Glencore Plc’s billionaire Chief Executive Officer, Ivan Glasenberg, underscored his belief in the longevity of the global commodities boom by beating his biggest rivals in handing out surplus cash to investors.
Glencore, the third-largest miner by market value, today announced a $1 billion share buyback after first-half profit gained 8 percent on higher production. Investors in BHP Billiton Ltd. sent the stock down the most in more than three years in London yesterday after the world’s biggest mining company chose to retain cash because of weaker commodity prices.
Global mining investors have been demanding greater returns following a period marked by failed acquisitions and spending on mine expansions that flooded metals markets. After a decade of explosive price gains fueled by Chinese demand, often defined as the commodities supercycle, mining companies are contending with slower growth by spurning mergers and cutting costs.
“The supercycle ain’t over, China is still buying, demand for commodities hasn’t tapered off, it’s even higher than it’s ever been,” Glasenberg said today in an interview. “The demand is pretty good. We’ll grow. We may do acquisitions where you’re not creating more supply in the market.”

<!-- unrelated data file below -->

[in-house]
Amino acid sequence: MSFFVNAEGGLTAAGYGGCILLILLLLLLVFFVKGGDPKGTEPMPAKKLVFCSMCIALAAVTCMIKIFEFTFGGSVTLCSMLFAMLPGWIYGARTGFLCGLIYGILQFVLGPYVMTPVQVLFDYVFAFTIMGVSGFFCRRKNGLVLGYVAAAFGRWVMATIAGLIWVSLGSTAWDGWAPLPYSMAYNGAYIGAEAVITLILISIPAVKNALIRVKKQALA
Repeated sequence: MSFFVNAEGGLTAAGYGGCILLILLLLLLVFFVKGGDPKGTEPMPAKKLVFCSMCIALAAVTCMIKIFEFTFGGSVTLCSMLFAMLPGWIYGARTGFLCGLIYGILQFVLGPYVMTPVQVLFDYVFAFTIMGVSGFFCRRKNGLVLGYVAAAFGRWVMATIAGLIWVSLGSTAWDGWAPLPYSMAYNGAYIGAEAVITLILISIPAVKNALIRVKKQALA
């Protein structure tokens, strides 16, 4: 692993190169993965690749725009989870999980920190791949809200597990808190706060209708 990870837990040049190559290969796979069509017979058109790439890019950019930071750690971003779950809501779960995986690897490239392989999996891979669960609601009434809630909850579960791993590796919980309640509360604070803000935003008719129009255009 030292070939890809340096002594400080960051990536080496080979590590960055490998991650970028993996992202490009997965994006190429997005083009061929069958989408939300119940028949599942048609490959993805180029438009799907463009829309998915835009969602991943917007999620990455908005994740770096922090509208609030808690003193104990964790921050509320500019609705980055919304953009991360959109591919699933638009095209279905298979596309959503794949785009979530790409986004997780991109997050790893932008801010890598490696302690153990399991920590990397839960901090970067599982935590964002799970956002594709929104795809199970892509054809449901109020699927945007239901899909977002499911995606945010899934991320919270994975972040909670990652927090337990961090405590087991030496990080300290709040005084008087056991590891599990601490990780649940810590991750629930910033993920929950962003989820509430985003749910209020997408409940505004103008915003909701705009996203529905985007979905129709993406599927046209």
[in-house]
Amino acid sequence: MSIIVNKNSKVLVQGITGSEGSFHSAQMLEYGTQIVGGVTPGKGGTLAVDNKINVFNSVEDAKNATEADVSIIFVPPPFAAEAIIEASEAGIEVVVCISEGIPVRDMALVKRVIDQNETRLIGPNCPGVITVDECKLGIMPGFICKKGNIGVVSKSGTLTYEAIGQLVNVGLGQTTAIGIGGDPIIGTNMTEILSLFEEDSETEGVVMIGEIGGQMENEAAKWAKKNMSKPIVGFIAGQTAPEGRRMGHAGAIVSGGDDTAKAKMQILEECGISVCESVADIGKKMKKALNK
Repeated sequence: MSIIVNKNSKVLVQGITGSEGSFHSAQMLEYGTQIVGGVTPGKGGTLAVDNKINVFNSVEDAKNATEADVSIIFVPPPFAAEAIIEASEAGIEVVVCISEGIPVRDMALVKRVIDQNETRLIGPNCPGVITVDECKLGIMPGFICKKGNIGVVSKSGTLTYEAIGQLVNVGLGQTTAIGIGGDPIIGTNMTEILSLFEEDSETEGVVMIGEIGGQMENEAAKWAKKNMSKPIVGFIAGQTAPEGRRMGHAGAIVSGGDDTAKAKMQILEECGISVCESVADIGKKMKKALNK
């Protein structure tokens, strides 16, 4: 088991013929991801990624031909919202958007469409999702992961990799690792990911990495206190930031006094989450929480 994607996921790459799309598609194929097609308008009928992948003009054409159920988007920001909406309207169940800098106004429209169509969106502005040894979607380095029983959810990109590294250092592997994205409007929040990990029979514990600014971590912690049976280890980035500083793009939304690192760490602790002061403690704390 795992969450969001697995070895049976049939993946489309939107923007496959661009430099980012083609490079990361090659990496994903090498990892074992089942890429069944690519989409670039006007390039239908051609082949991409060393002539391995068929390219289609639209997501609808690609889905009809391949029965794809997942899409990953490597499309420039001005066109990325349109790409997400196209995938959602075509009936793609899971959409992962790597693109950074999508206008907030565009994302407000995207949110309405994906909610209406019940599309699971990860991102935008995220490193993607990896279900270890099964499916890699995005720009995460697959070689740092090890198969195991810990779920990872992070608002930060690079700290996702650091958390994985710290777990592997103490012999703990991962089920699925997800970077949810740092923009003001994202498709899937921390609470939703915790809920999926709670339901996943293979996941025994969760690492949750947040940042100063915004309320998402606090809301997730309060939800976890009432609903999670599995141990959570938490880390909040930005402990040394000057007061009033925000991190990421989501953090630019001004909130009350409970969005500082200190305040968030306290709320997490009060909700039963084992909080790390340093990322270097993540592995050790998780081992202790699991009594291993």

The stock gained as much as 1.7 percent to 365 pence in London today and traded at 36 at 10:14 a.m. London time. It’s up 18 percent this year giving it a market value of about $80 billion.
Glencore, about 25 percent owned by management, reported an 11 percent increase in its dividend to 6 cents a share. Glasenberg reaped a $173 million dividend for 2012 and a $182 million payout for last year.
Adjusted net income rose to $2.01 billion from a restated $1.9 billion a year earlier, Baar, Switzerland-based Glencore said today in a statement. That compares with the $1.93 billion average estimate of seven analysts compiled by Bloomberg.
“The mining companies should start generating cash and using the cash to give back to shareholders,” Glasenberg said. “We really think like shareholders because we are shareholders.”
Other big miners are also targeting shareholder payouts. Barrick Gold Corp. says it’s now focusing on returns rather than production volumes. Earlier this month, Rio Tinto Group raised its dividend and said it’s on its way to becoming a “cash machine” as a cost-cutting drive starts to bear fruit.
BHP has been expected to announce a buyback yesterday of as much as $3 billion, Citigroup Inc said. CEO Andrew Mackenzie said the company was reticent to buy back stock following commodity price declines and a weak outlook.